their city's budget's to bankruptcy, and are under investigation for
misappropriation of public funds, but I digress.
The collective fiscal mismanagement of city treasuries by these elected
officials borders on the criminal, if not downright criminal. And yet they
demand decision making authority and authority over school budgets?
God help us if the FBI won't.
The Southeast Cities Schools Coalition is a slick political tool, pure and
simple, an extension of city council chambers, subject to discussion in
council's closed door sessions as regular city business because the Joint
Powers Agreement carries legal and liability ramifications as well. There is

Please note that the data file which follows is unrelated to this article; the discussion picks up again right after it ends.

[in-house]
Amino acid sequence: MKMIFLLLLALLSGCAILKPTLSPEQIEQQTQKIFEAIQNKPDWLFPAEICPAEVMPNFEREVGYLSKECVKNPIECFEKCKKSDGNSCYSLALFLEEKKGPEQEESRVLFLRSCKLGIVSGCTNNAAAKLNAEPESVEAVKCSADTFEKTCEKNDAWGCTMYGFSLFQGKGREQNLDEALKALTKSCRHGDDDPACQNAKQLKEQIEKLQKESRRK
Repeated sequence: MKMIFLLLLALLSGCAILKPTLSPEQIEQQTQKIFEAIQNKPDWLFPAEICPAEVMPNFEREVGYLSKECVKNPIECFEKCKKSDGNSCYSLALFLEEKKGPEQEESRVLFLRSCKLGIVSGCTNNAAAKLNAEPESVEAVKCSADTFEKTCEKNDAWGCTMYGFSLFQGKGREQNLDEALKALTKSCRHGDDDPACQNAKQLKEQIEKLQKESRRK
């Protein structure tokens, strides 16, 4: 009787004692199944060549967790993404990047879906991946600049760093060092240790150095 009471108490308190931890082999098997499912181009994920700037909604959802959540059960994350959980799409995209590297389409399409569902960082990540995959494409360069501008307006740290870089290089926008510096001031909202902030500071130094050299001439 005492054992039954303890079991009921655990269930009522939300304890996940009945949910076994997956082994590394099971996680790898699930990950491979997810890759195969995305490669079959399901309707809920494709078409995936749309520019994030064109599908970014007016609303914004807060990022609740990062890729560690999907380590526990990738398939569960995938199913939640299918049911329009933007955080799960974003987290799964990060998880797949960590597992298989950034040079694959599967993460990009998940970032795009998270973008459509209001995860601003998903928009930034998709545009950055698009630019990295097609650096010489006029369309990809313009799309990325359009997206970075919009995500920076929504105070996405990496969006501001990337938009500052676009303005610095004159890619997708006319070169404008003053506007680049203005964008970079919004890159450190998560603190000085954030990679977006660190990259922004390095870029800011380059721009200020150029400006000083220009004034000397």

nothing "community" about it at all. It is lipstick on a pig, if you will.
Because the pork from break-away charter schools will be delectably
juicy. The fat cat will get fatter on the backs of school age kids. As a
former city council member, George Cole knows how lucrative trash
hauling contracts can be, or any other contract, for that matter. Do you
know how much a trash hauling contract is worth for serving 40 plus
schools, each with a dozen trash containers requiring daily pickup, for 20
years? You can do the math. Or how much a food service contract will
ultimately be worth if it feeds 60,000 students on an daily basis for years
to come? The Mafia would salivate to get in on this racket.
The Southeast Cities Schools Coalition disguises itself as a "community
group" so LAUSD can allow charter school applicants to pass muster with
their community outreach and partnering requirements. This disguise is
nothing more than a Trojan Horse created by Cole, city councils and their
slick city attorney (yes, the crafty Harvard trained Francisco Leal- Veritas?
I don't got to show you no stinking Veritas!) to create a back door entry